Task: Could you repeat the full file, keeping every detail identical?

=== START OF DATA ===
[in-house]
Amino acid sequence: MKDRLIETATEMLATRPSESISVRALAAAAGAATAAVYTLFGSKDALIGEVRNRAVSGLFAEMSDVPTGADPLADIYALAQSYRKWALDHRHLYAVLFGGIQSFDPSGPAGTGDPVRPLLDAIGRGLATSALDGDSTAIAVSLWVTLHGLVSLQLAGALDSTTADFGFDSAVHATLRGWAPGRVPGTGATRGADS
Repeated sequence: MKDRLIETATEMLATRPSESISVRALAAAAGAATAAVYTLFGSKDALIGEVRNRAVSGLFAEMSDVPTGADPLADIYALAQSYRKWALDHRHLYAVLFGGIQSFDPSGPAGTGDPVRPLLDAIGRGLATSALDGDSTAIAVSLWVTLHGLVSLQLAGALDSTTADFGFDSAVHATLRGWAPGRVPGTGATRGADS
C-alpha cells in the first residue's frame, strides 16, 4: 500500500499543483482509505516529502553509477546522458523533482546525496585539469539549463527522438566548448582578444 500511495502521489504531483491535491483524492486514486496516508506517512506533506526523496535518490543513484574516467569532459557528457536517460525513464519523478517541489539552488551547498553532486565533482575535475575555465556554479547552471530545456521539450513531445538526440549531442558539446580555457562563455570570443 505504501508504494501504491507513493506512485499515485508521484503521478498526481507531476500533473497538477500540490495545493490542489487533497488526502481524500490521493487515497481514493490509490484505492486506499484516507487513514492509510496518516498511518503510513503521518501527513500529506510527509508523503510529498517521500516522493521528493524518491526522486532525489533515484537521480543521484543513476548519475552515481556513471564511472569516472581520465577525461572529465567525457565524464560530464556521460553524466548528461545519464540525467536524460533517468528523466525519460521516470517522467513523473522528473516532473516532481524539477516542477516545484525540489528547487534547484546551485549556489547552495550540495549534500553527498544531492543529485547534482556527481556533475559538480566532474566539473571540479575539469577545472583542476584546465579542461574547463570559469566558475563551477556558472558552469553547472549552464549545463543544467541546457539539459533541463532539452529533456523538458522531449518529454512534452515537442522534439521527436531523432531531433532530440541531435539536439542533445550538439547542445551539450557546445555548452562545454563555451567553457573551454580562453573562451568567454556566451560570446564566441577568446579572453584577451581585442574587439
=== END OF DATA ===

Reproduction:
[in-house]
Amino acid sequence: MKDRLIETATEMLATRPSESISVRALAAAAGAATAAVYTLFGSKDALIGEVRNRAVSGLFAEMSDVPTGADPLADIYALAQSYRKWALDHRHLYAVLFGGIQSFDPSGPAGTGDPVRPLLDAIGRGLATSALDGDSTAIAVSLWVTLHGLVSLQLAGALDSTTADFGFDSAVHATLRGWAPGRVPGTGATRGADS
Repeated sequence: MKDRLIETATEMLATRPSESISVRALAAAAGAATAAVYTLFGSKDALIGEVRNRAVSGLFAEMSDVPTGADPLADIYALAQSYRKWALDHRHLYAVLFGGIQSFDPSGPAGTGDPVRPLLDAIGRGLATSALDGDSTAIAVSLWVTLHGLVSLQLAGALDSTTADFGFDSAVHATLRGWAPGRVPGTGATRGADS
C-alpha cells in the first residue's frame, strides 16, 4: 500500500499543483482509505516529502553509477546522458523533482546525496585539469539549463527522438566548448582578444 500511495502521489504531483491535491483524492486514486496516508506517512506533506526523496535518490543513484574516467569532459557528457536517460525513464519523478517541489539552488551547498553532486565533482575535475575555465556554479547552471530545456521539450513531445538526440549531442558539446580555457562563455570570443 505504501508504494501504491507513493506512485499515485508521484503521478498526481507531476500533473497538477500540490495545493490542489487533497488526502481524500490521493487515497481514493490509490484505492486506499484516507487513514492509510496518516498511518503510513503521518501527513500529506510527509508523503510529498517521500516522493521528493524518491526522486532525489533515484537521480543521484543513476548519475552515481556513471564511472569516472581520465577525461572529465567525457565524464560530464556521460553524466548528461545519464540525467536524460533517468528523466525519460521516470517522467513523473522528473516532473516532481524539477516542477516545484525540489528547487534547484546551485549556489547552495550540495549534500553527498544531492543529485547534482556527481556533475559538480566532474566539473571540479575539469577545472583542476584546465579542461574547463570559469566558475563551477556558472558552469553547472549552464549545463543544467541546457539539459533541463532539452529533456523538458522531449518529454512534452515537442522534439521527436531523432531531433532530440541531435539536439542533445550538439547542445551539450557546445555548452562545454563555451567553457573551454580562453573562451568567454556566451560570446564566441577568446579572453584577451581585442574587439